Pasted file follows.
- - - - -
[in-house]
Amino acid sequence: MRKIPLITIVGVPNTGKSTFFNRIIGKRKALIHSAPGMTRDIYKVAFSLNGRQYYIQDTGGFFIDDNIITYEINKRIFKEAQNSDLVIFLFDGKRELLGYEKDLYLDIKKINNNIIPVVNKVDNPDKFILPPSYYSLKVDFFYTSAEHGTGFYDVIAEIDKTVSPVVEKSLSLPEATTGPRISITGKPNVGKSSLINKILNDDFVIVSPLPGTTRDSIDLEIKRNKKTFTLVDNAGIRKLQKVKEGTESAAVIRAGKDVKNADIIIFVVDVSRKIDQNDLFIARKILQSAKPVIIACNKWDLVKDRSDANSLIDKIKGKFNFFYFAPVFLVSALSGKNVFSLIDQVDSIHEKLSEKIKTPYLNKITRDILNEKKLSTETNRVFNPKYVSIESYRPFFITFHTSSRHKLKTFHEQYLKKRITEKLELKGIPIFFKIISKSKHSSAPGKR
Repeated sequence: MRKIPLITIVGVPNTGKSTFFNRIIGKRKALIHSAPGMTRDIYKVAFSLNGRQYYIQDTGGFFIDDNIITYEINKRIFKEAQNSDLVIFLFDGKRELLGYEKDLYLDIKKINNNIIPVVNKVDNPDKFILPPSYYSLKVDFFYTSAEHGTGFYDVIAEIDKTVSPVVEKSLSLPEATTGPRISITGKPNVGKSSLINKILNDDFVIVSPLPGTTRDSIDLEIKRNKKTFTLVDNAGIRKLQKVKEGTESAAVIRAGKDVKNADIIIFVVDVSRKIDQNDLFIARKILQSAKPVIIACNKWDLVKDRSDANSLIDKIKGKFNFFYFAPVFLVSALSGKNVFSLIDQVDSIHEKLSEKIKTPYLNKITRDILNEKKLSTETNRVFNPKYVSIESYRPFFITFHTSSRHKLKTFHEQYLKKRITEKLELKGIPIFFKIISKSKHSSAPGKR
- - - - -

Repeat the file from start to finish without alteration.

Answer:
[in-house]
Amino acid sequence: MRKIPLITIVGVPNTGKSTFFNRIIGKRKALIHSAPGMTRDIYKVAFSLNGRQYYIQDTGGFFIDDNIITYEINKRIFKEAQNSDLVIFLFDGKRELLGYEKDLYLDIKKINNNIIPVVNKVDNPDKFILPPSYYSLKVDFFYTSAEHGTGFYDVIAEIDKTVSPVVEKSLSLPEATTGPRISITGKPNVGKSSLINKILNDDFVIVSPLPGTTRDSIDLEIKRNKKTFTLVDNAGIRKLQKVKEGTESAAVIRAGKDVKNADIIIFVVDVSRKIDQNDLFIARKILQSAKPVIIACNKWDLVKDRSDANSLIDKIKGKFNFFYFAPVFLVSALSGKNVFSLIDQVDSIHEKLSEKIKTPYLNKITRDILNEKKLSTETNRVFNPKYVSIESYRPFFITFHTSSRHKLKTFHEQYLKKRITEKLELKGIPIFFKIISKSKHSSAPGKR
Repeated sequence: MRKIPLITIVGVPNTGKSTFFNRIIGKRKALIHSAPGMTRDIYKVAFSLNGRQYYIQDTGGFFIDDNIITYEINKRIFKEAQNSDLVIFLFDGKRELLGYEKDLYLDIKKINNNIIPVVNKVDNPDKFILPPSYYSLKVDFFYTSAEHGTGFYDVIAEIDKTVSPVVEKSLSLPEATTGPRISITGKPNVGKSSLINKILNDDFVIVSPLPGTTRDSIDLEIKRNKKTFTLVDNAGIRKLQKVKEGTESAAVIRAGKDVKNADIIIFVVDVSRKIDQNDLFIARKILQSAKPVIIACNKWDLVKDRSDANSLIDKIKGKFNFFYFAPVFLVSALSGKNVFSLIDQVDSIHEKLSEKIKTPYLNKITRDILNEKKLSTETNRVFNPKYVSIESYRPFFITFHTSSRHKLKTFHEQYLKKRITEKLELKGIPIFFKIISKSKHSSAPGKR